Regardless of the type of light source, all driving lights need a lens. The lens has two main roles – to form part of the enclosed body of the unit and to allow as much light as possible to pass through it to illuminate the road ahead.
When purchasing driving lights for your vehicle, it’s obviously important to consider the performance and effectiveness of the lights but it's equally important to consider the brackets that hold them in place. Exposed to extreme temperatures and subject to constant shocks and vibration, the driving light mounts have to be strong and durable. For many, it might seem like steel is the obvious choice, but modern composite materials can deliver greater strength, lower weight, and overall longer life-span.
The watt is another unit of measurement that is often applied to driving lights. In years gone by, the wattage was often the only measure quoted by manufacturers, but this figure is a poor guide to the quality and performance of the driving light.
Some power cords that were included with the purchase of Lightforce 170mm Handheld Lights with LiFePO4 batteries and Lightforce LiFePO4 Battery Chargers between January 2014 and May 2018 may be missing an earth pin.
Installing a set of driving lights onto your vehicle can range from a one hour exercise to a traumatic ordeal that could end up ruining your weekend and result in an intervention by an auto electrician. If the auto electrician happens to be your mate, then a case of beer may be all it costs. If not, the alternative will cost you $200 or more. Here are some tips to spare you this ordeal.
Mounted on the front of your vehicle, driving lights are exposed to environmental extremes of rain, dust, and grit in everyday use, and even higher levels of contaminants when driving off-road. Confronted with these conditions, exacerbated by speed, vibration, and extremes of heat and cold, it’s important to have confidence that your lights can handle anything that life on the road throws at them.
Fitting driving lights are one of the best modifications you can make to your vehicle. Better visibility improves safety by giving you more time to react, as well as by reducing fatigue. But how do you choose the best lights for your needs? Not all lights are created equal, and not all performance claims use the same measurements.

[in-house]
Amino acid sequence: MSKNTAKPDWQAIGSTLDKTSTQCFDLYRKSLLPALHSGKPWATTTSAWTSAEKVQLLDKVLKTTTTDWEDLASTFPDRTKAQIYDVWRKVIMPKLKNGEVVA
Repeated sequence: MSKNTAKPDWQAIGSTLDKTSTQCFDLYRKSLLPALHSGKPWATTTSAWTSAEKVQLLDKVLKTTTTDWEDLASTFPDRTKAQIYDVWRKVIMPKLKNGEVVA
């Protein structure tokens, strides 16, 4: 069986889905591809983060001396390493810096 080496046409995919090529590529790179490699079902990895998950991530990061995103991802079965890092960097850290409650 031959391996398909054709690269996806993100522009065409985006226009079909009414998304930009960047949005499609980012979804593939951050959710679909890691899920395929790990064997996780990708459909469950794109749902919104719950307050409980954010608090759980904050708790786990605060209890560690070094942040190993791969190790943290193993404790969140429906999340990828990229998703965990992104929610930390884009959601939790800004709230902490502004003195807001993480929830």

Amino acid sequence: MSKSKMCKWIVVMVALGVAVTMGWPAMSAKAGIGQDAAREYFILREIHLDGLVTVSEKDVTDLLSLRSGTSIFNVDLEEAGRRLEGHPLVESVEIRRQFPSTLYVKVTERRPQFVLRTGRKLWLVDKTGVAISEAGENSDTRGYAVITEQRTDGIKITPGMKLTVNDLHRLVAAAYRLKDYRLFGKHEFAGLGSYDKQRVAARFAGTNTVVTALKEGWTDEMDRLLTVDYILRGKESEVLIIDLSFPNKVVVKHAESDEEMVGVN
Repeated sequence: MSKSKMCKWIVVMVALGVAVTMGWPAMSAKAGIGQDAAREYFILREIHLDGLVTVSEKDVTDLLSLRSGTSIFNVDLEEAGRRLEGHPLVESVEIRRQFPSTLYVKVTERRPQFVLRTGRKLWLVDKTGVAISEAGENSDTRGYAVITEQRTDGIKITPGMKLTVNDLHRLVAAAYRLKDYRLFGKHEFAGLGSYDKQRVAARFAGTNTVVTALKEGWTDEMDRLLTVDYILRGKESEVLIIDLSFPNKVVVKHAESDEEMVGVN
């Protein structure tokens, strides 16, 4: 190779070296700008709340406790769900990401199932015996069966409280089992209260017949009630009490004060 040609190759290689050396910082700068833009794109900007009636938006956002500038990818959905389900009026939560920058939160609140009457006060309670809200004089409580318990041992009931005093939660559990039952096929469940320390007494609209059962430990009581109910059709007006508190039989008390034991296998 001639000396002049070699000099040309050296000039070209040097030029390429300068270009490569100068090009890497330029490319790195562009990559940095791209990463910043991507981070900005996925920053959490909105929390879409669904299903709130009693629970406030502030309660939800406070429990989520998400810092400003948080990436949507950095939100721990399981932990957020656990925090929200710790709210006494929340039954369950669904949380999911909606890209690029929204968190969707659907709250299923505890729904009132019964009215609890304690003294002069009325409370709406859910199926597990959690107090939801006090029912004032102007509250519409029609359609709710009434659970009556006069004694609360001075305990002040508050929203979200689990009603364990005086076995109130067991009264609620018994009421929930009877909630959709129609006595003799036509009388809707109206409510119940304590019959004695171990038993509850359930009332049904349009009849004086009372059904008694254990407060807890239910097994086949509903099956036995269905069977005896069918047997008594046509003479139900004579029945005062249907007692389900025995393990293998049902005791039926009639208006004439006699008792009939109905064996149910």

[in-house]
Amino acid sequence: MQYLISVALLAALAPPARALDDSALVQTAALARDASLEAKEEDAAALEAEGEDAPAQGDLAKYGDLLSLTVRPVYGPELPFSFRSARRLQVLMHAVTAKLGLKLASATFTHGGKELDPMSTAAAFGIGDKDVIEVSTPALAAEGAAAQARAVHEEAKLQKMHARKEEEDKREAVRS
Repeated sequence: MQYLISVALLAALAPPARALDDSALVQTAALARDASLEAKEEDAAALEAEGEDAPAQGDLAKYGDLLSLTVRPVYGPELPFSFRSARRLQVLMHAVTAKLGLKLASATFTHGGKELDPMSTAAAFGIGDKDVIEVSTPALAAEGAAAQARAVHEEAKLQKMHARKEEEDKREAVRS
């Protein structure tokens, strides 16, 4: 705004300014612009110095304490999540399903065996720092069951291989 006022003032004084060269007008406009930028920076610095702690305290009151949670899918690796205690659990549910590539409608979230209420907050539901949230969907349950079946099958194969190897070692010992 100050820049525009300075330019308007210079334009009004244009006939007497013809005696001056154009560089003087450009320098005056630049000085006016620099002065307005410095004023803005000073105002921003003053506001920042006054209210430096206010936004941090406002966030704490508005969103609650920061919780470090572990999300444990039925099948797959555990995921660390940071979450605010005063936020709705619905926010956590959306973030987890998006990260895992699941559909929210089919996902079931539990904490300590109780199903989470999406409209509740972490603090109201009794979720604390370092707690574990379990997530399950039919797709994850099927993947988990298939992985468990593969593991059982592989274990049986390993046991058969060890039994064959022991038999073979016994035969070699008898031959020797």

Native to Switzerland, Fred purchased his Unimog in Europe and extensively put the red beast to the test, driving more than 10,000kms around the continent. We took notice of his exploits on his FB3 Red Dog Unimog Facebook Page and when we saw he was heading for Adelaide, we invited him to stop by our Head Office and meet him in person. Fred turned out to be a great sport and was happy to show us his awesome ride and share his travel stories with us. In return, we were happy to upgrade his lights with a pair of XGT HID Driving Lights and show him around our factory, where our Lighforce Lights are created.
Electro-magnetic interference, or EMI, can be caused by any active electronic device, including LED lights. EMI is simply unwanted electrical signals, which can be transmitted as electromagnetic radiation (radio waves) or conducted through electrical wiring. This can result in annoying effects, such as ruining your radio reception, as well as much more serious, even life-threatening issues when crucial communications equipment and electronic safety systems are affected.
When choosing driving lights, it’s important that they not only emit a lot of light but that the light they emit is effective at helping you see. Colour temperature and a measure known as the Colour Rendering Index (CRI) are useful in understanding how a driving light will perform.